Freriks: Yeah, totally. The downhill was actually what I was most worried about. I know I can climb. I run in the Grand Canyon a lot—which has descending also—but I don’t think I’m quite as strong on the descent. I’ve been hearing through the grapevine that some of these guys can really descend. So I was running scared on the downhill, and I think that helped a lot. I think Ludovic [Pommeret] was even closing on me on the downhill. I kind of goofed around in a few aid stations on the downhill making sure I was taking care of myself. Yeah, working the downhills worked out.

iRunFar: What’s next for you now? This is a big jump. Is it sinking in?

Freriks: Yeah, this was such short… we planned this out so quickly. I really don’t know what’s next.

iRunFar: You just slapped for it?

Freriks: Yeah, originally I was planning on Broken Arrow in California. I might still do that. I haven’t been racing very often recently. That feels like a quick turnaround for me right now. I don’t know. Depending on how things turn around for me after here, I might hop in that. I’m pacing Jim at Western States. That’s the plan anyway.

iRunFar: That’s a job.

Freriks: I need to be at 40% of his fitness to run 40 miles. Even that’s a tall order. I’m looking forward to that. I think that will be fun.

iRunFar: Congratualtions. I know you have a flight to catch. Thank you so much for your time. Congratulations. Enjoy letting it sink in. Safe trip.

Freriks: Thank you, I appreciate it. Thank you.

There are 8 comments

      1. Nelson

        Thanks. Then same as Walmsley at WS last year. I wonder if it says something about trail shoes in courses that aren’t too slippery or badly in need of underfoot protection. Didn’t you run HR in marathon flats? Some of my most enjoyable trail runs were on a cheap pair of Asics trainers. Cushioned, supportive, and smooth over runnable terrain.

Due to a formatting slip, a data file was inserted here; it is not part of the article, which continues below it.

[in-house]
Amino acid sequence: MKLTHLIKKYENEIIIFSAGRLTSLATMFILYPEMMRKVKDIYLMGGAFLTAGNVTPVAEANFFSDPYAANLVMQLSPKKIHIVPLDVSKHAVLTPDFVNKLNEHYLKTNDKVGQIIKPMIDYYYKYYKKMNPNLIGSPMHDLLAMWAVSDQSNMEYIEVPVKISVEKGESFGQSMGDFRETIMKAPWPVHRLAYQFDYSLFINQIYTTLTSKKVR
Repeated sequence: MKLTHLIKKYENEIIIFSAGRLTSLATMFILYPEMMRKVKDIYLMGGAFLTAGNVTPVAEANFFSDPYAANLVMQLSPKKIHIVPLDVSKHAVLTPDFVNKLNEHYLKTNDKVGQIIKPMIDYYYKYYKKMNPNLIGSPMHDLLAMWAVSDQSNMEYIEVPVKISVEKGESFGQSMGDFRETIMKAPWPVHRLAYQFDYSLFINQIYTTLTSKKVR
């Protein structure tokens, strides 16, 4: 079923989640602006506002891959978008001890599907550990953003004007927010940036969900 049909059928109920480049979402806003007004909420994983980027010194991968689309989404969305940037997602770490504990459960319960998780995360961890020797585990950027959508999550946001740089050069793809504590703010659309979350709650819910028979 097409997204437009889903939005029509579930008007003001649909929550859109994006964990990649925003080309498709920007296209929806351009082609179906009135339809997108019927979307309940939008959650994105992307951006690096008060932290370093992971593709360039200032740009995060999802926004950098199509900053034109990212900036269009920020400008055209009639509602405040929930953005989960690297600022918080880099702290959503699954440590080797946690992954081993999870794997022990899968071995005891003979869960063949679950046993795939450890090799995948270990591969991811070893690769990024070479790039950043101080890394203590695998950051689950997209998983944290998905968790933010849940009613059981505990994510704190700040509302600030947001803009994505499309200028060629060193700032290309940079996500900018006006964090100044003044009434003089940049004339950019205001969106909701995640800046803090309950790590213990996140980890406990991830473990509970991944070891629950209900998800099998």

1. Nelson

            I haven’t tried the 1400s, but I’ve only heard good things about those shoes.

            It shouldn’t take long for Freriks to land a shoe sponsor, though. The dude seems super talented. It would have been a good duel with Luis Alberto. Too bad Sage wasn’t there either.

            Anyway, there’s always UTMB. So much talent there this year, the world might implode. It’s gonna be awesome.

            1. Adam

              David and Megan Roche won Way Too Cool 2016 in LunaRacers and Pegasus, respectively. Not a very technical course when dry, but it was a frickin’ mud bath that year. Rob Krar did pretty much everything in LunaRacers when he was in his prime. There are some trail shoes I’ve loved, but I’m really not convinced of their superiority over good road shoes on the vast majority of terrain.

  1. Luke

    I wanted to put this in perspective so I looked up some past times:

    2m41s faster than Luis’ win last year.
    9m24s slower than Luis’ 2015 CR
    2m56s slower than Dakota’s 2012 win

    Nice job!